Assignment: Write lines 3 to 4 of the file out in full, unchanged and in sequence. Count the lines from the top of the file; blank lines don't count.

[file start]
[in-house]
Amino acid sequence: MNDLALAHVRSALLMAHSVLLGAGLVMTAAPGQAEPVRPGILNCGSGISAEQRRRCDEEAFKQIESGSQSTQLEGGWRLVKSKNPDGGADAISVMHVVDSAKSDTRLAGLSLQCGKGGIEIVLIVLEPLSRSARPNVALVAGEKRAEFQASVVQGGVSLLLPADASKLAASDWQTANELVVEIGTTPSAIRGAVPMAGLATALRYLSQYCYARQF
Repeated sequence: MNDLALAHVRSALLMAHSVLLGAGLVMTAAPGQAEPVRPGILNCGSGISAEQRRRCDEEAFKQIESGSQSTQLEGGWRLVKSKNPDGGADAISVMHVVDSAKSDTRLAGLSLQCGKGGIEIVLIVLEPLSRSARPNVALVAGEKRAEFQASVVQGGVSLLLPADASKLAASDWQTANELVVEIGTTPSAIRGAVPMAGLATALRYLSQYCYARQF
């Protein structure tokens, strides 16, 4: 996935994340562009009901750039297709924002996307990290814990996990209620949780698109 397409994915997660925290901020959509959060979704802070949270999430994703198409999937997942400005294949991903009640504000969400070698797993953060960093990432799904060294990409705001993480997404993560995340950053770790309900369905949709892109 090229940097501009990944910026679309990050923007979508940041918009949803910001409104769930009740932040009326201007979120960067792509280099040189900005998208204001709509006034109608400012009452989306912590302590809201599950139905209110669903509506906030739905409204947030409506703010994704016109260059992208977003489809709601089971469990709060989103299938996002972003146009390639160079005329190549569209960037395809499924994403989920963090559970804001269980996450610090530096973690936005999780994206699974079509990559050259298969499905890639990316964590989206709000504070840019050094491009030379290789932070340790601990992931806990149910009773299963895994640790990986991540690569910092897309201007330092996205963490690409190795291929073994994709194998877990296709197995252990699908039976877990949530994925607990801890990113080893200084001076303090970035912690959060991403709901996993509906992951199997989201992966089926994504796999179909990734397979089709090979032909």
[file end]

Repeated sequence: MNDLALAHVRSALLMAHSVLLGAGLVMTAAPGQAEPVRPGILNCGSGISAEQRRRCDEEAFKQIESGSQSTQLEGGWRLVKSKNPDGGADAISVMHVVDSAKSDTRLAGLSLQCGKGGIEIVLIVLEPLSRSARPNVALVAGEKRAEFQASVVQGGVSLLLPADASKLAASDWQTANELVVEIGTTPSAIRGAVPMAGLATALRYLSQYCYARQF
């Protein structure tokens, strides 16, 4: 996935994340562009009901750039297709924002996307990290814990996990209620949780698109 397409994915997660925290901020959509959060979704802070949270999430994703198409999937997942400005294949991903009640504000969400070698797993953060960093990432799904060294990409705001993480997404993560995340950053770790309900369905949709892109 090229940097501009990944910026679309990050923007979508940041918009949803910001409104769930009740932040009326201007979120960067792509280099040189900005998208204001709509006034109608400012009452989306912590302590809201599950139905209110669903509506906030739905409204947030409506703010994704016109260059992208977003489809709601089971469990709060989103299938996002972003146009390639160079005329190549569209960037395809499924994403989920963090559970804001269980996450610090530096973690936005999780994206699974079509990559050259298969499905890639990316964590989206709000504070840019050094491009030379290789932070340790601990992931806990149910009773299963895994640790990986991540690569910092897309201007330092996205963490690409190795291929073994994709194998877990296709197995252990699908039976877990949530994925607990801890990113080893200084001076303090970035912690959060991403709901996993509906992951199997989201992966089926994504796999179909990734397979089709090979032909």